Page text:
Smoke screen foraging: an observation of an unusual foraging behavior of the northern pike, Esox lucius.

Stuart Welsh

Abstract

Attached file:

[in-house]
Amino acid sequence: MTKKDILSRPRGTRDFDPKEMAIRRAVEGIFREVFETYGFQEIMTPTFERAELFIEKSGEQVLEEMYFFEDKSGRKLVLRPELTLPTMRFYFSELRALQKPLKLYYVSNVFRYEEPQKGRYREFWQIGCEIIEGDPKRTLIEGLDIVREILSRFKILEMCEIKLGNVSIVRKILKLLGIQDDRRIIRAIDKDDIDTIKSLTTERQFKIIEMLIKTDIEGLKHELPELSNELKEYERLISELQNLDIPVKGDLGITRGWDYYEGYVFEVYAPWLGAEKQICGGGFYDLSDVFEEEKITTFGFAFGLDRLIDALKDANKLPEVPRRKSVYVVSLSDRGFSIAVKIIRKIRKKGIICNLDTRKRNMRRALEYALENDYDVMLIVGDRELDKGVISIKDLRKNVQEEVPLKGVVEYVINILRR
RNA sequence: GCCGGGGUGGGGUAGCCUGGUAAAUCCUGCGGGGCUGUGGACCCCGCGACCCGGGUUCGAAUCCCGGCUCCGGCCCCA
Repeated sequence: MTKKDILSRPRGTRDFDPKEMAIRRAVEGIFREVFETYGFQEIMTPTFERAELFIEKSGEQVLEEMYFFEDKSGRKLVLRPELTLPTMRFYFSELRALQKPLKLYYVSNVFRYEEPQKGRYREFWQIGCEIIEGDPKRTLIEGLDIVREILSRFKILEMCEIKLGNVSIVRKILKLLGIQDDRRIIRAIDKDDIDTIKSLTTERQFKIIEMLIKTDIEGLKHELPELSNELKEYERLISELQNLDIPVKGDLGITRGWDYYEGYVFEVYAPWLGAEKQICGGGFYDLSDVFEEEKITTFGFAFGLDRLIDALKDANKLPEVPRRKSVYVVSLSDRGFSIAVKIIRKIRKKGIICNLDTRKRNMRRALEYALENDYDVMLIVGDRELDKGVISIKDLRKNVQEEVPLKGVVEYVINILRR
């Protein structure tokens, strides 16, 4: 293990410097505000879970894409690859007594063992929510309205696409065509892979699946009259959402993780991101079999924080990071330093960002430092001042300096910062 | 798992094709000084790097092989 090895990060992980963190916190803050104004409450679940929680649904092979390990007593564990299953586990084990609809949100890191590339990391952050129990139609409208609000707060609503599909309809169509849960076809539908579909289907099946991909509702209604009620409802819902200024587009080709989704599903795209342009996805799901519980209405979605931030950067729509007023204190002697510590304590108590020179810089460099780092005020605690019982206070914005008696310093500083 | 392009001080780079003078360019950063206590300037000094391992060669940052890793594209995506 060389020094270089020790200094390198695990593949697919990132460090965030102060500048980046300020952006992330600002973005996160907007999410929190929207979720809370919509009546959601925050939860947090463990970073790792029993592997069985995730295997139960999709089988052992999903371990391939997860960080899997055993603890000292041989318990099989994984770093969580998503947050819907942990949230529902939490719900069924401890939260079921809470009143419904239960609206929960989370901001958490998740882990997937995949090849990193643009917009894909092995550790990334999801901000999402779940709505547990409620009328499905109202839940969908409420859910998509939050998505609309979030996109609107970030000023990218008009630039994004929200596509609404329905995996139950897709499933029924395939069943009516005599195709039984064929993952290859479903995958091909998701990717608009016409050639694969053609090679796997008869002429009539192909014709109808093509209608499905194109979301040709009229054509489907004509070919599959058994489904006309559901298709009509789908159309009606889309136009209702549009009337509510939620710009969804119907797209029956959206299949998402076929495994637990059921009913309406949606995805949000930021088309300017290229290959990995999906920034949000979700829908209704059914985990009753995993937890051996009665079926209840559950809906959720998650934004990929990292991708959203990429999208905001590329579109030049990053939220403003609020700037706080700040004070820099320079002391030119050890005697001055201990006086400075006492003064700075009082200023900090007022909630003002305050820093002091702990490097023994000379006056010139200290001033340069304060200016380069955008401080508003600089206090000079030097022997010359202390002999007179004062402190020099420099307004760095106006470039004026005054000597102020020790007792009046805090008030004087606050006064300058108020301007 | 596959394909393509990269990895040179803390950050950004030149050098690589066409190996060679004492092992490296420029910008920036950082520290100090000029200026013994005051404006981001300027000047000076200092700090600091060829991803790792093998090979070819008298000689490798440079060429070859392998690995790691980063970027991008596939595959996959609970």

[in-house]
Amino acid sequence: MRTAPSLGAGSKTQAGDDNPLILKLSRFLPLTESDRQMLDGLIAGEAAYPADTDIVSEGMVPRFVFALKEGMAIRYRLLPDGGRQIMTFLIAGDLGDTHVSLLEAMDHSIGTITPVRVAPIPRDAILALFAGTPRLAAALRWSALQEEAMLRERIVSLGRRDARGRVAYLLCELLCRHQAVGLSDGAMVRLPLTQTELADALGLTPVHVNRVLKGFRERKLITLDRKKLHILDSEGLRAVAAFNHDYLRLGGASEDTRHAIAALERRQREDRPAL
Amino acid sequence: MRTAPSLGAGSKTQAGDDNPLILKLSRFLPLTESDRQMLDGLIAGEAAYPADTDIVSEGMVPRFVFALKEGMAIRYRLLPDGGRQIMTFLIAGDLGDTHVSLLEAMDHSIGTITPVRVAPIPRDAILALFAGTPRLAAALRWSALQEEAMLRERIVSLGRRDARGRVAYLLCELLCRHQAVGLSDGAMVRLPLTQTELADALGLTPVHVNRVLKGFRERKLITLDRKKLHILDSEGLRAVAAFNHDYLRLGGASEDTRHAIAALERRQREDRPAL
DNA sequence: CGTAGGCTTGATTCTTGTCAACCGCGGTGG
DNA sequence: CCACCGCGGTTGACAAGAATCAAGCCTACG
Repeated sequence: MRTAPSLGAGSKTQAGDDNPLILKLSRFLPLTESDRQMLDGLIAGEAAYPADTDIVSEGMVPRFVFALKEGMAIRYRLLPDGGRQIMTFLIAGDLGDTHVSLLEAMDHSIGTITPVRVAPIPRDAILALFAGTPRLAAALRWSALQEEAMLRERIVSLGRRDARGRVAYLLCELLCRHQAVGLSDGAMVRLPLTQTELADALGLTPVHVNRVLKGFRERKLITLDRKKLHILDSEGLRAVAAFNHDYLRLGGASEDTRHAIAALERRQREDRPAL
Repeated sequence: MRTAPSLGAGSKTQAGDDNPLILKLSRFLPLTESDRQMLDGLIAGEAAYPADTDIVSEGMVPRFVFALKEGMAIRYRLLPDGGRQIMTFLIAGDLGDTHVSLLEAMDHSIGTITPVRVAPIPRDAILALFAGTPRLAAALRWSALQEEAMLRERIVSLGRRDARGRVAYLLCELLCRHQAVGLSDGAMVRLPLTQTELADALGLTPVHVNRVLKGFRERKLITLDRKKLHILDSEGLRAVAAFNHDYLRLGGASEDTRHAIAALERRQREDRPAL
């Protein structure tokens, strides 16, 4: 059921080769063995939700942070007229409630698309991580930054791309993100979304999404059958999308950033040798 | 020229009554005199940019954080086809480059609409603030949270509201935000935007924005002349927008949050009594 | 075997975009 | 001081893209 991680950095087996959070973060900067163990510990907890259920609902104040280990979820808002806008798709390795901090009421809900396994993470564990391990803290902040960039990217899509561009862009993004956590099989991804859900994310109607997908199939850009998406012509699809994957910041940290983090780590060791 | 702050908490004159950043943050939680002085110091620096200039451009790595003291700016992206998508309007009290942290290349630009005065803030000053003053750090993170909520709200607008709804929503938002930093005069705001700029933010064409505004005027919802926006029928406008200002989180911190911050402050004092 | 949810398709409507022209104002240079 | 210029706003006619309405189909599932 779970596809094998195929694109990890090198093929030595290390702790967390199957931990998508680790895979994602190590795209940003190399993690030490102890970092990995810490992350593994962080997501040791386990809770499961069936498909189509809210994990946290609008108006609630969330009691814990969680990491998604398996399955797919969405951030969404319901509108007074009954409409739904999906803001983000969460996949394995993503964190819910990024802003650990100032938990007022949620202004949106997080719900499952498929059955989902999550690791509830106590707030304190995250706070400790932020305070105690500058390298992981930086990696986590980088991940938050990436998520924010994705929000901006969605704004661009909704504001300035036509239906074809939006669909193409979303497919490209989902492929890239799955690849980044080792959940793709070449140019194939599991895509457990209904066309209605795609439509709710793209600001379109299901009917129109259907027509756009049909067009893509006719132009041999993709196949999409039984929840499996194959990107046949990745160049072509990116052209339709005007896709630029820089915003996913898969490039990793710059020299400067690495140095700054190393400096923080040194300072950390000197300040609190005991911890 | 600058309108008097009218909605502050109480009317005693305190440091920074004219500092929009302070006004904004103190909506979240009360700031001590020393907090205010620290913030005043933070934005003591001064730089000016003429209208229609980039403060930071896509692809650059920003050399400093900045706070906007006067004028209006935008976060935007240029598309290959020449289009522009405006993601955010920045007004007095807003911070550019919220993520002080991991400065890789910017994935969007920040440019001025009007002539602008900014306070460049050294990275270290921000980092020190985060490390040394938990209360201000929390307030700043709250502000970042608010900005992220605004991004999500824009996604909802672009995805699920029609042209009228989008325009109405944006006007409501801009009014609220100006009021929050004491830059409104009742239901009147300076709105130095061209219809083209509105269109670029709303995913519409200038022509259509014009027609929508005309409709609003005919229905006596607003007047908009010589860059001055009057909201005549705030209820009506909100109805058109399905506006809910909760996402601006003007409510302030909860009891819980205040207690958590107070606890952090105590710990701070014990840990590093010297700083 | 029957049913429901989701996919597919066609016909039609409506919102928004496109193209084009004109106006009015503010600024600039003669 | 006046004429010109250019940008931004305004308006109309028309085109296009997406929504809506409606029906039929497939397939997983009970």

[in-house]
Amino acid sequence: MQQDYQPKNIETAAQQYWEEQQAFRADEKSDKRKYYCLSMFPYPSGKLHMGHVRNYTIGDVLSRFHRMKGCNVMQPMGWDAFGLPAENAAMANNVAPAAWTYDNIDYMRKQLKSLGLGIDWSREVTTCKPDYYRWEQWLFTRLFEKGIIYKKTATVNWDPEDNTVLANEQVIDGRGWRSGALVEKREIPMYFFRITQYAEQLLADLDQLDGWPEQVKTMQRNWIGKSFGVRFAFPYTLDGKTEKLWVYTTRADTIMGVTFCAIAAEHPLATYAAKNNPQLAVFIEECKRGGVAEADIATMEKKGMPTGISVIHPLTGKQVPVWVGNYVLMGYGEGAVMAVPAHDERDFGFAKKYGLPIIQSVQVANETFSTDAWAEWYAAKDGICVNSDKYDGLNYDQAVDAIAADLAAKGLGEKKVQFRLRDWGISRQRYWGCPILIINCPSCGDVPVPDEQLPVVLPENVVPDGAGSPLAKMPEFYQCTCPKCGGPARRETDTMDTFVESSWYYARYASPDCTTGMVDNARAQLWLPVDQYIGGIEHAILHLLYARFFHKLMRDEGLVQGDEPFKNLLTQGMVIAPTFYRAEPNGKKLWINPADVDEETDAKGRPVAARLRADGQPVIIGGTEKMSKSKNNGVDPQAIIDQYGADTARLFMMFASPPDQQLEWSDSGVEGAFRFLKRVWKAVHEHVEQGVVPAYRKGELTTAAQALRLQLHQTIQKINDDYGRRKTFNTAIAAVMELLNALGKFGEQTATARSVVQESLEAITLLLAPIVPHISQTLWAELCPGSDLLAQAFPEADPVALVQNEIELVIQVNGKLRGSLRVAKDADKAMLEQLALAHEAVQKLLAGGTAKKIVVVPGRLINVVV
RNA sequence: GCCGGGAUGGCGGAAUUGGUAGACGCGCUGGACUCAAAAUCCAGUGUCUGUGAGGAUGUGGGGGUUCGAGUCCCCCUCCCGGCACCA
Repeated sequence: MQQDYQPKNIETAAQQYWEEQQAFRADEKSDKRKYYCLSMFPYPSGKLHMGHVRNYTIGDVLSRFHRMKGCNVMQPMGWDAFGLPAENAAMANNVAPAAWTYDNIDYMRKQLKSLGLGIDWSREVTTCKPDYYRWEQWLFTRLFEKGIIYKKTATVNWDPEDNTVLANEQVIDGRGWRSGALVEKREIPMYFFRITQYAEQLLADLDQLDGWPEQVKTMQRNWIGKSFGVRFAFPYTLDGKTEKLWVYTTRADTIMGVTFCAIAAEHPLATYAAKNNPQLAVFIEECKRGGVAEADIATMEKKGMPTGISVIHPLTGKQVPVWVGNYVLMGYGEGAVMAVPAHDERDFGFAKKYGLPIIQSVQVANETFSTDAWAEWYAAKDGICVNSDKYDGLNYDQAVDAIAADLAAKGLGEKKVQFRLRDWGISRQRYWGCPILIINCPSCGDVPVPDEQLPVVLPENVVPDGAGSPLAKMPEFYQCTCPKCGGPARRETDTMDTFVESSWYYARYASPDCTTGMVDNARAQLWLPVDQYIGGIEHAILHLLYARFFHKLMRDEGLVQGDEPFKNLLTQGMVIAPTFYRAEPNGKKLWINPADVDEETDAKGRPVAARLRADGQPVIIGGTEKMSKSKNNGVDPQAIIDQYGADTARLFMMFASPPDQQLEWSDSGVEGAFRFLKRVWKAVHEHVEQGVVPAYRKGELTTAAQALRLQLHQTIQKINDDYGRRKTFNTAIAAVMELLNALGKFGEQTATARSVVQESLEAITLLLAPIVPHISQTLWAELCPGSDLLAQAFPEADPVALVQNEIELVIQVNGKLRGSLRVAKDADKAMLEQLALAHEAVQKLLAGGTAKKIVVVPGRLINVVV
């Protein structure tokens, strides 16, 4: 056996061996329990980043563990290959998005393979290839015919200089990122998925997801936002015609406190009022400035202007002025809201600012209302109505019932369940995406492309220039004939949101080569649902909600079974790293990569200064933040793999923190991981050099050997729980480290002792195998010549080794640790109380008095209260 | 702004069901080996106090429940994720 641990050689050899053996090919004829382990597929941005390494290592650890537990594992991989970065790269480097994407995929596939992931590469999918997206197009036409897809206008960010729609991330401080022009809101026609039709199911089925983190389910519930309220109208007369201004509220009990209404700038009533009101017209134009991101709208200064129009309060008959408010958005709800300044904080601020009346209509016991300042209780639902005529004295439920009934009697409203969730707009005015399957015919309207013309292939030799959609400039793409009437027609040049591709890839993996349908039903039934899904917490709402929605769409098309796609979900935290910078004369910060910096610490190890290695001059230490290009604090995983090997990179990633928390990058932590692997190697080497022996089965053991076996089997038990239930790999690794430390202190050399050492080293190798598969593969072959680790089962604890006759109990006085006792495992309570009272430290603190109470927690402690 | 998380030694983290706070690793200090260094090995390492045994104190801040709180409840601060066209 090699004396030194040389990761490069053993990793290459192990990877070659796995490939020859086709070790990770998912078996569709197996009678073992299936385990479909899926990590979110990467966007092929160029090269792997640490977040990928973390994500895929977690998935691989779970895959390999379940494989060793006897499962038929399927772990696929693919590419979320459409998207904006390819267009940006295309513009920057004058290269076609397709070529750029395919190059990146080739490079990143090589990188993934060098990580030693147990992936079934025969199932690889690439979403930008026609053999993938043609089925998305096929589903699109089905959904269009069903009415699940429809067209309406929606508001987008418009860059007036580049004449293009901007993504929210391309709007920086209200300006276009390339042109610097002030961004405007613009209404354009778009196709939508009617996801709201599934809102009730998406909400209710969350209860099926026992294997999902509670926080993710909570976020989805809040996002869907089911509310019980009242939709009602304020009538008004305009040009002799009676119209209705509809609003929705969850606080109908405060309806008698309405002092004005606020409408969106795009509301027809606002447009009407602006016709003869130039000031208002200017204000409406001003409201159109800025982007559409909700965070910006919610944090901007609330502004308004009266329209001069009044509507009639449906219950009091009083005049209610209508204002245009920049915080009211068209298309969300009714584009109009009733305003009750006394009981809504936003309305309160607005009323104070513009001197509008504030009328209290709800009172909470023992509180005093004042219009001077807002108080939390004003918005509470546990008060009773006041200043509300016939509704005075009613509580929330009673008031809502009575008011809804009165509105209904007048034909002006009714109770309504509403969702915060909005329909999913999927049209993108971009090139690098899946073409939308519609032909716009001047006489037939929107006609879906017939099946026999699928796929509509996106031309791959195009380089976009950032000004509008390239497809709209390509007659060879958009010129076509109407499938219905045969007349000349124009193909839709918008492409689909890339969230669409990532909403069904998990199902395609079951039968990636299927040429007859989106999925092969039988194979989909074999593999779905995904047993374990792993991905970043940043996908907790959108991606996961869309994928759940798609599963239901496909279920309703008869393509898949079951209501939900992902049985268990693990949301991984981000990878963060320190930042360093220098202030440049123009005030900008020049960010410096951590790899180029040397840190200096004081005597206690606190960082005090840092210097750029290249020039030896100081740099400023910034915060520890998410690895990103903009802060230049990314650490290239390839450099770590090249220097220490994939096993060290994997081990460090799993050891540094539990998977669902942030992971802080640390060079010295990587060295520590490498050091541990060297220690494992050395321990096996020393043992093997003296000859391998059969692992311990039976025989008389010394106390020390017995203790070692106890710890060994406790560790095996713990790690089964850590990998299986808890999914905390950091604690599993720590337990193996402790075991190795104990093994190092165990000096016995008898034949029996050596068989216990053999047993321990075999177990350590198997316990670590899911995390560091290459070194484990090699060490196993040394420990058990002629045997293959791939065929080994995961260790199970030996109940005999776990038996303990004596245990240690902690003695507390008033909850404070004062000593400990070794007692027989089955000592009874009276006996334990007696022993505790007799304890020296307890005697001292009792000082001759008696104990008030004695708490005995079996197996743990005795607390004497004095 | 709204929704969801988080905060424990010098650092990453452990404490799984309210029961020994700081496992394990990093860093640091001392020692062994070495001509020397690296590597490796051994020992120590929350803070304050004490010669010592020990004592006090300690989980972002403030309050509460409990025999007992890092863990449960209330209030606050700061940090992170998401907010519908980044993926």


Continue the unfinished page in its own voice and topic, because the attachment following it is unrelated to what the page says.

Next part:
The foraging behavior of the northern pike is well documented. Northern pike often remain motionless while waiting for prey, a strategy known as lie-in-wait. Sometimes northern pike will cruise weed lines and mudflats in search of prey. When prey is encountered, the northern pike often initiates its fast-start attack, a high-powered burst of acceleration from a stationary or near resting position. In the initial stages of attack, the northern pike contorts its body into an S-shape, with median fins erect. Then large-amplitude movements are achieved with its long and streamlined muscular body, where the increased surface area of the erected posteriorly-positioned median fins propels and thrusts the fish forward toward the prey. Herein, we document an unusual foraging behavior of a northern pike approaching a fishing lure, an observation that was video-recorded while ice fishing on Deep Creek Lake, a reservoir in the Youghiogheny River drainage of western Maryland. The 68.6 cm (27 in.) TL northern pike approached and hesitated at about 15 cm from the lure, then paddled the bottom sediment with an alternate rowing motion of its left and right pectoral fins. This fin-churning motion created a large cloud or plume of sediment. The pike, while completely hidden in the expanding sediment plume, swam forward and then upward to engulf the lure. The use of a sediment plume during foraging is similar to a military maneuver known as a smoke screen, thus we label this unusual behavior as smoke screen foraging.


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